Date of Award
Dissertation - Open Access
Doctor of Philosophy in Aerospace Engineering
Dr. Troy Henderson
First Committee Member
Dr. Richard Prazenica
Second Committee Member
Dr. Eric Coyle
Third Committee Member
Dr. Morad Nazari
Spacecraft dynamics and control in the vicinity of an asteroid is a challenging and exciting problem. Currently, trajectory tracking near asteroid requires extensive knowledge about the asteroid and constant human intervention to successfully plan and execute proximity operation. This work aims to reduce human dependency of these missions from a guidance and controls perspective. In this work, adaptive control and model predictive control are implemented to generating and tracking obstacle avoidance trajectories in asteroid’s vicinity.
Specifically, direct adaptive control derived from simple adaptive control is designed with e modification to track user-generated trajectories in the presence of unknown system and sensor noise. This adaptive control methodology assumes no information on the system dynamics, and it is shown to track trajectories successfully in the vicinity of the asteroid. Then a nonlinear model predictive control methodology is implemented to generate obstacle avoidance trajectories with minimal system information namely mass and angular velocity of the asteroid.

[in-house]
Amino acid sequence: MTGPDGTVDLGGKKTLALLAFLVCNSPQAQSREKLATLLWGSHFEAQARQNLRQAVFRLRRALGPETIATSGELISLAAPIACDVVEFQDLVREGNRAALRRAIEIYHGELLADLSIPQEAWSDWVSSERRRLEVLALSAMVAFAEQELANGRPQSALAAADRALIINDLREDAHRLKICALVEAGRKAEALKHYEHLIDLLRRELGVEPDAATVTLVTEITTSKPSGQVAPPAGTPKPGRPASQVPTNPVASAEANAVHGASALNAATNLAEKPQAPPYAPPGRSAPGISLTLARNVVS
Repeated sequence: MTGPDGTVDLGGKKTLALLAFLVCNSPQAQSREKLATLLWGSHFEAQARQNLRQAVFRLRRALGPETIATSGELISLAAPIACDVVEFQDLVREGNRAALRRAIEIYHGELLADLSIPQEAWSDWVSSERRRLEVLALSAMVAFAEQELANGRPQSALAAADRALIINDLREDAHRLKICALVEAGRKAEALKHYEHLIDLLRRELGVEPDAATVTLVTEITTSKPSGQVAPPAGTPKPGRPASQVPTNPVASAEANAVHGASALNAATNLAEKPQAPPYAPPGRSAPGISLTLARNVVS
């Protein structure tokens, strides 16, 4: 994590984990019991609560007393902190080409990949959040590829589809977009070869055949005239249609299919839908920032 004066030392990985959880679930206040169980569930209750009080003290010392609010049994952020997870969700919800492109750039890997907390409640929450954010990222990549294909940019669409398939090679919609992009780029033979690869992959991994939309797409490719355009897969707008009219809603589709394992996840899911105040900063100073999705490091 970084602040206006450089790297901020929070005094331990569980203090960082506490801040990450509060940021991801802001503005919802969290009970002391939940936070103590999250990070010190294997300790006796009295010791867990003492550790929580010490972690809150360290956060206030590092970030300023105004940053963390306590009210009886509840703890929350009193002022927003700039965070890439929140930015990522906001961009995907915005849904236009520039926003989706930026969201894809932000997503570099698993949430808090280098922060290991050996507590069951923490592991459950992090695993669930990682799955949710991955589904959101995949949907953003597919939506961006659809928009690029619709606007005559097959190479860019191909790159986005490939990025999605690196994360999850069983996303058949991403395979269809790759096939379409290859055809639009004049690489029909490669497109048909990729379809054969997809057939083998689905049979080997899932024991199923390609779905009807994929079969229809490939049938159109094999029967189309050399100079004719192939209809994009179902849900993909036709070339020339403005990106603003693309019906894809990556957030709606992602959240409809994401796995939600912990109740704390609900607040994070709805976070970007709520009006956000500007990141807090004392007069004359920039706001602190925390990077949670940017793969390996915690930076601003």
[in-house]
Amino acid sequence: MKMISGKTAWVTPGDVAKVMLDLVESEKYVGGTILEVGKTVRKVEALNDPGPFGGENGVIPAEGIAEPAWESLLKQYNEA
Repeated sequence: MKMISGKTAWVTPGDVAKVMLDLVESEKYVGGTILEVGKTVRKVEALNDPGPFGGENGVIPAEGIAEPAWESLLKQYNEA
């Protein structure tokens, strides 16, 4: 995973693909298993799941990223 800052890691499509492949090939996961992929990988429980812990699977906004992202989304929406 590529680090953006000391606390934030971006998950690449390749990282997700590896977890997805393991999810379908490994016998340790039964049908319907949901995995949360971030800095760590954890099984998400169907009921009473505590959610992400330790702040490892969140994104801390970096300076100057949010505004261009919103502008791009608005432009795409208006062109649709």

Ultimately, the adaptive control system is modified to include feed-forward control input from the nonlinear model predictive control. It is shown through simulations that the new control methodology names direct adaptive model predictive control (DAMPC), is able to generate sub-optimal trajectories. A comparative study is done with Asteroid Bennu, Kleopatra and Eros to show the benefits of DAMPC over adaptive control and MPC. A study on effect of noisy measurements and model is also conducted on adaptive control and direct adaptive model predictive control.
Scholarly Commons Citation
Tiwari, Madhur, "Adaptive-Optimal Control of Spacecraft near Asteroids" (2021). PhD Dissertations and Master's Theses. 619.